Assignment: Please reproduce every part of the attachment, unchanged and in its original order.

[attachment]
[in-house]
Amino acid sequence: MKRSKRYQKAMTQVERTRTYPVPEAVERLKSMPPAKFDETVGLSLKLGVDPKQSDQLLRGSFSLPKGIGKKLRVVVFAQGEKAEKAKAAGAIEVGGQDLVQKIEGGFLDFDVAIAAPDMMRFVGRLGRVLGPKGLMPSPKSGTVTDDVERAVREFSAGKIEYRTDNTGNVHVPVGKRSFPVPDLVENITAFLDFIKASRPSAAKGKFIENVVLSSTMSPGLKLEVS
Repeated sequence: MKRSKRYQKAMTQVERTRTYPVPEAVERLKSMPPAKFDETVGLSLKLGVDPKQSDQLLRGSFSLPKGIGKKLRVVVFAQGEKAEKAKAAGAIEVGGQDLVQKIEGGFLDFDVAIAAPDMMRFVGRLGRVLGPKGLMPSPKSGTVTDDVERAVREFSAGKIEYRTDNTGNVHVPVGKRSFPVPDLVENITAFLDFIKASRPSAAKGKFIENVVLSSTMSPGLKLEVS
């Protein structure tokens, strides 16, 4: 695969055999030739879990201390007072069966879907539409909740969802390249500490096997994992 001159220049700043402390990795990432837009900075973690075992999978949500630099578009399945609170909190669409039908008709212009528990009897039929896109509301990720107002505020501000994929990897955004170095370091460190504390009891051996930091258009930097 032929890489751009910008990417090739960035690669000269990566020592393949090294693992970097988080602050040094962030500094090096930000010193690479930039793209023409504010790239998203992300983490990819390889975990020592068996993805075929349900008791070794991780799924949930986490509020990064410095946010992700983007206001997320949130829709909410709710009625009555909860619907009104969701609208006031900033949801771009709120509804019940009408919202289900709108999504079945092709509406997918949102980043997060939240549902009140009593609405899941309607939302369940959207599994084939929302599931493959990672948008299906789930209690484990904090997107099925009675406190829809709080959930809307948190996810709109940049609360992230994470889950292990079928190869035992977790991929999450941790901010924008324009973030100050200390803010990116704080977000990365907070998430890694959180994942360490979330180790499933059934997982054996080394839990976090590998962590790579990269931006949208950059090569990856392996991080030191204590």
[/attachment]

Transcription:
[in-house]
Amino acid sequence: MKRSKRYQKAMTQVERTRTYPVPEAVERLKSMPPAKFDETVGLSLKLGVDPKQSDQLLRGSFSLPKGIGKKLRVVVFAQGEKAEKAKAAGAIEVGGQDLVQKIEGGFLDFDVAIAAPDMMRFVGRLGRVLGPKGLMPSPKSGTVTDDVERAVREFSAGKIEYRTDNTGNVHVPVGKRSFPVPDLVENITAFLDFIKASRPSAAKGKFIENVVLSSTMSPGLKLEVS
Repeated sequence: MKRSKRYQKAMTQVERTRTYPVPEAVERLKSMPPAKFDETVGLSLKLGVDPKQSDQLLRGSFSLPKGIGKKLRVVVFAQGEKAEKAKAAGAIEVGGQDLVQKIEGGFLDFDVAIAAPDMMRFVGRLGRVLGPKGLMPSPKSGTVTDDVERAVREFSAGKIEYRTDNTGNVHVPVGKRSFPVPDLVENITAFLDFIKASRPSAAKGKFIENVVLSSTMSPGLKLEVS
């Protein structure tokens, strides 16, 4: 695969055999030739879990201390007072069966879907539409909740969802390249500490096997994992 001159220049700043402390990795990432837009900075973690075992999978949500630099578009399945609170909190669409039908008709212009528990009897039929896109509301990720107002505020501000994929990897955004170095370091460190504390009891051996930091258009930097 032929890489751009910008990417090739960035690669000269990566020592393949090294693992970097988080602050040094962030500094090096930000010193690479930039793209023409504010790239998203992300983490990819390889975990020592068996993805075929349900008791070794991780799924949930986490509020990064410095946010992700983007206001997320949130829709909410709710009625009555909860619907009104969701609208006031900033949801771009709120509804019940009408919202289900709108999504079945092709509406997918949102980043997060939240549902009140009593609405899941309607939302369940959207599994084939929302599931493959990672948008299906789930209690484990904090997107099925009675406190829809709080959930809307948190996810709109940049609360992230994470889950292990079928190869035992977790991929999450941790901010924008324009973030100050200390803010990116704080977000990365907070998430890694959180994942360490979330180790499933059934997982054996080394839990976090590998962590790579990269931006949208950059090569990856392996991080030191204590």